Subject: /rescue, crunchgen'ed?
To: None <firstname.lastname@example.org>
From: Richard Rauch <email@example.com>
Date: 08/30/2002 02:24:22
I've tried to read much of the debate about moving to a dynamic based
system. I'm not going to try to debate the merits of it. I do have one
To my mind, the "stability" of a static linked base system came from not
having a single point of catastrophic failure. (Even if the kernel image
were damaged, you probably have at least one spare lying around if you
built a custom kernel.)
Dynamic linking the rest of the system puts our eggs more or less in one
basket (lose the shared clib and you might as well forget running
anything). "echo *" will tend, for example, to serve in lieu of "ls",
"cat" with redirection may serve in place of "cp", etc.
Using a *single* crunchgen'ed binary for all old /bin and /sbin programs
creates a similar weakpoint: The (single) crunchgen'ed binary itself.
What exactly is the merit of crunchgen'ed binaries? Why not do one of the
a) Just leave it all dynamic and hope crucial libraries don't die.
b) Keep "/rescue" as *distinct*, *statc* binaries, as is presently
The former seems about like the dependancy on crunchgen, and elimites the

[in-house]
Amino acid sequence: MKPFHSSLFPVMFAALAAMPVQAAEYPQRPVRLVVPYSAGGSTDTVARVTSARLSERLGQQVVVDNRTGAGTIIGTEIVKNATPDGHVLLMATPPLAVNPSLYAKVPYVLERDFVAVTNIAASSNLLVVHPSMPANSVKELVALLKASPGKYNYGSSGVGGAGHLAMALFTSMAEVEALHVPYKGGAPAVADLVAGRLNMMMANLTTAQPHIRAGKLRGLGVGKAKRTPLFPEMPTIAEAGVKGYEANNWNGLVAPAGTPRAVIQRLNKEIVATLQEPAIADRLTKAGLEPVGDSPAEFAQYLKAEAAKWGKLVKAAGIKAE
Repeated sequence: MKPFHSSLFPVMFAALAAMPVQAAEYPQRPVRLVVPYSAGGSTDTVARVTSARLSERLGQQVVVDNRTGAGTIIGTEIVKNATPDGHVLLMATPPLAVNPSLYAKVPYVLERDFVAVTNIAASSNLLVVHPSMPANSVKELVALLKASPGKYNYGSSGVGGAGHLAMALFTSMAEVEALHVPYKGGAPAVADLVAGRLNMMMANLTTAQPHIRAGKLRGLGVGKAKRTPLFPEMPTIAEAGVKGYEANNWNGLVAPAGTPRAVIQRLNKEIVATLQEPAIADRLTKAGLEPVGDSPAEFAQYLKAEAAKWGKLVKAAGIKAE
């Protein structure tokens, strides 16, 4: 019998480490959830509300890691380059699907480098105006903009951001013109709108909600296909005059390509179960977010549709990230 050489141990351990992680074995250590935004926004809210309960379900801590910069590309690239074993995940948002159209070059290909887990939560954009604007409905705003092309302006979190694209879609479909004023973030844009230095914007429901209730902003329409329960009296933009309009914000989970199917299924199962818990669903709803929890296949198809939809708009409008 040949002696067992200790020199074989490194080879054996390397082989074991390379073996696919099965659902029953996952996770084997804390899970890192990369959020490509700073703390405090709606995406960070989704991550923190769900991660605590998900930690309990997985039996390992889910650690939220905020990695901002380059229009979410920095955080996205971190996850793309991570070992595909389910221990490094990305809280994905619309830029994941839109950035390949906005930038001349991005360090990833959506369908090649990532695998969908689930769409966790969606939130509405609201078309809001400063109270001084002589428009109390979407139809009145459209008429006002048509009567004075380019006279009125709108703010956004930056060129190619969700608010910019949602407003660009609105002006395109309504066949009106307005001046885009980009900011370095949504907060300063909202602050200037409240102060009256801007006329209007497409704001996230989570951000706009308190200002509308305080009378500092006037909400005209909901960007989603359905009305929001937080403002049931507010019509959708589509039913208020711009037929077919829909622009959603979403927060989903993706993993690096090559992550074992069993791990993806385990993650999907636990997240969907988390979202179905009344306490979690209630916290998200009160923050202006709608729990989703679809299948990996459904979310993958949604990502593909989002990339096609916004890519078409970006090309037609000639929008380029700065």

complexity of having two sets of binaries.
The latter would mean a slight swelling of our / partition. But, really,
/var goes there anyway (IN THE DEFAULT CONFIGURATION). So does /home.
If people want to take the default config, then they've got tons of stuff
with a high turnover rate on their root partition, and the du of the df of
the disk will approach 100% capacity over time anyway. As long as the
default configuration puts /var and /home on /, I am not sure why people
worry about crunchgen'ing /rescue.
The latter also makes it simpler to "kick back" to the old style for those
that want it: Just don't build the dynamic linked binaries and mv/cp/ln
the static ones over there.
A second, slightly related suggestion:
Perhaps, as well (if this isn't already part of the plan), /rescue (if
provided) should be a distinct parttion, while /usr can be merged with /
in the default config. /rescue should be realtively constant in size,
hence it *can* be safely made small (unlike present /). By merging / and
/usr, more space can be given for trees that by default end up on the
(presently-cramped-by-default) / partition. (I.e., in particular, user
home directories and /var.)
IMHO, this would increase the utlity of the default partitioning scheme.
Sorry if these two points have been raised and debated already. A URL to
the head of the subthreads (or even a "both have been stated in about as
many words, and we aren't doing them, but thanks for trying") would be
appreciated, if I missed the discussion.
Sorry, also, if I'm simply being inept in these suggestions. (^& Feel
free to point that out, as well.
``I probably don't know what I'm talking about.'' --firstname.lastname@example.org